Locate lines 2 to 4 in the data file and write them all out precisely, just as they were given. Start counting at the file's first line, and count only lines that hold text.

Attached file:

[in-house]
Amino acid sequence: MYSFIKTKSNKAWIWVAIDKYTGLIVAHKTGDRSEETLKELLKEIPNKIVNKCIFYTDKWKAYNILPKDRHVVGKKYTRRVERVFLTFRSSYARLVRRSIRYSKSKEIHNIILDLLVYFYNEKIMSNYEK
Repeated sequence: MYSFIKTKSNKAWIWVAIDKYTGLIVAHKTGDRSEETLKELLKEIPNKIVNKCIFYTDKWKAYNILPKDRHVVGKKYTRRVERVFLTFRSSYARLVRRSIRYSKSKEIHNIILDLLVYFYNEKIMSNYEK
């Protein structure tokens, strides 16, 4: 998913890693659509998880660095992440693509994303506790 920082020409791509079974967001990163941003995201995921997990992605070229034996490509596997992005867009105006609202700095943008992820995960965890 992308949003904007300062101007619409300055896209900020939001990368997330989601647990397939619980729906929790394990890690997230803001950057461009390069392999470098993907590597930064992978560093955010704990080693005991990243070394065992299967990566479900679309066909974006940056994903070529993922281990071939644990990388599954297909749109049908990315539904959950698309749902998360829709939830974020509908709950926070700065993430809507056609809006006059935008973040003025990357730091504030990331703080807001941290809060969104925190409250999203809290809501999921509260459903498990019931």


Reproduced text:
Amino acid sequence: MYSFIKTKSNKAWIWVAIDKYTGLIVAHKTGDRSEETLKELLKEIPNKIVNKCIFYTDKWKAYNILPKDRHVVGKKYTRRVERVFLTFRSSYARLVRRSIRYSKSKEIHNIILDLLVYFYNEKIMSNYEK
Repeated sequence: MYSFIKTKSNKAWIWVAIDKYTGLIVAHKTGDRSEETLKELLKEIPNKIVNKCIFYTDKWKAYNILPKDRHVVGKKYTRRVERVFLTFRSSYARLVRRSIRYSKSKEIHNIILDLLVYFYNEKIMSNYEK
């Protein structure tokens, strides 16, 4: 998913890693659509998880660095992440693509994303506790 920082020409791509079974967001990163941003995201995921997990992605070229034996490509596997992005867009105006609202700095943008992820995960965890 992308949003904007300062101007619409300055896209900020939001990368997330989601647990397939619980729906929790394990890690997230803001950057461009390069392999470098993907590597930064992978560093955010704990080693005991990243070394065992299967990566479900679309066909974006940056994903070529993922281990071939644990990388599954297909749109049908990315539904959950698309749902998360829709939830974020509908709950926070700065993430809507056609809006006059935008973040003025990357730091504030990331703080807001941290809060969104925190409250999203809290809501999921509260459903498990019931």